The Blackhouse/The Lewis Man by Peter May

I’ve recently read these first two novels of Peter May’s Lewis Trilogy, and was swept away by them – to the extent that I finished The Blackhouse and immediately felt I had to read The Lewis Man. I am holding off on the third book for now – The Chessmen – as it is still almost full price on the Kindle store, and I think I need to take a break from them.

The three books are mainly set on the Isle of Lewis. May has obviously done quite a bit of research on the island and its community, and this results in a background that feels very real; although it should be stressed that the plot is wholly fictitious.

I must admit, it did give me pause for thought. Writing crime novels that paint a fairly gruesome history seems pretty harmless when set in an urban metropolis, or a heavily disguised or entirely fictional countryside. But when you set your novel in a very real, and sparsely populated area, do the people mind that their society might be fictionalised as less than wholesome? Especially when other details in the novels – the annual guga – or gannet – hunt is so accurately depicted?

Perhaps this is why the first in the series failed to find a British publisher originally, being first published to much much acclaim in France, before finally finding a British printing.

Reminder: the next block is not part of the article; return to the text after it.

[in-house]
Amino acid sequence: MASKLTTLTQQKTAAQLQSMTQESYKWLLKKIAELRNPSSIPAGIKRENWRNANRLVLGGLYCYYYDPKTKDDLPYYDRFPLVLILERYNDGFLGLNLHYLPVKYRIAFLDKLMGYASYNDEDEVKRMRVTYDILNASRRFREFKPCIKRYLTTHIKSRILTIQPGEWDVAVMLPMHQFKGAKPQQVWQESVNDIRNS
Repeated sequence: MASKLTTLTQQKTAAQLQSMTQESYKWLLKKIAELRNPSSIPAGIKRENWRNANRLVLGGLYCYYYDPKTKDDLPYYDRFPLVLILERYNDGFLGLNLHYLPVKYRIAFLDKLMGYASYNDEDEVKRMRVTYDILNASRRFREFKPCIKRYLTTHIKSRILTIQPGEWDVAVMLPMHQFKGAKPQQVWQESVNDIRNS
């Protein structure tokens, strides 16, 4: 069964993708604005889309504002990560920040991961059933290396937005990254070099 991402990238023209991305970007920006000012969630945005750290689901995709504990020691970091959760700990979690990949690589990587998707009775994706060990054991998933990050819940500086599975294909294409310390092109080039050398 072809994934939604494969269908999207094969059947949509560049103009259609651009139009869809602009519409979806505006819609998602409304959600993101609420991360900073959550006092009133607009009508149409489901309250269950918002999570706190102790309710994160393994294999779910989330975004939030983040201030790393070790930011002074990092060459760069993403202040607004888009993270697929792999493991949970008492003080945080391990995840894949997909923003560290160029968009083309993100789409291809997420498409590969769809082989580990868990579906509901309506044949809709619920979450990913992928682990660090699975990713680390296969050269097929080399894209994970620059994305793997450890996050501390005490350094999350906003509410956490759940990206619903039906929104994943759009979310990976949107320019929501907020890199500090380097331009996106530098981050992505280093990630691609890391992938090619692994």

Anyway, both novels take a similar form – the main story, told in the third person, and set in present time, interspersed with a first person narrative set in the past. The connection is not obvious at first, but resolves towards the end. Fans of Iain Banks will be familiar with the style.

The plotting cannot be faulted, and the story fairly whips away, but not so fast that you don’t become attached to the characters and care what happens to them.

However, I had two problems with the novels. While I don’t intend to give away actual plot points, the comments that follow do give clues, so I’ll put in a spoiler.

In the first novel, we come to the realisation that the main character, Fin, is more entangled in the crime than we (or Fin himself) realise. This is excusable when it happens once – basically, it is Fin’s story, because he *is* entangled. However, when, in the second novel, Fin also finds the clues leading him closer to home, you begin to think you are in the land of Midsummer Murders. The Isle of Lewis is a small community, but not that small.

The author seems to have a desire to end happily (or as happy as you can, where crime is involved). In both novels, this is demonstrated by the crime being solved, and then very quickly any antagonism between the (non-murderous) characters is resolved. Enmities are buried, problems are solved – this is handled so quickly – on the last page – that it comes across as “they all lived happily ever after” – which you know they don’t, as there is another book yet to come.

I may have ignored these issues in a lesser book. It is because I enjoyed these two novels so much that this irritated me somewhat.

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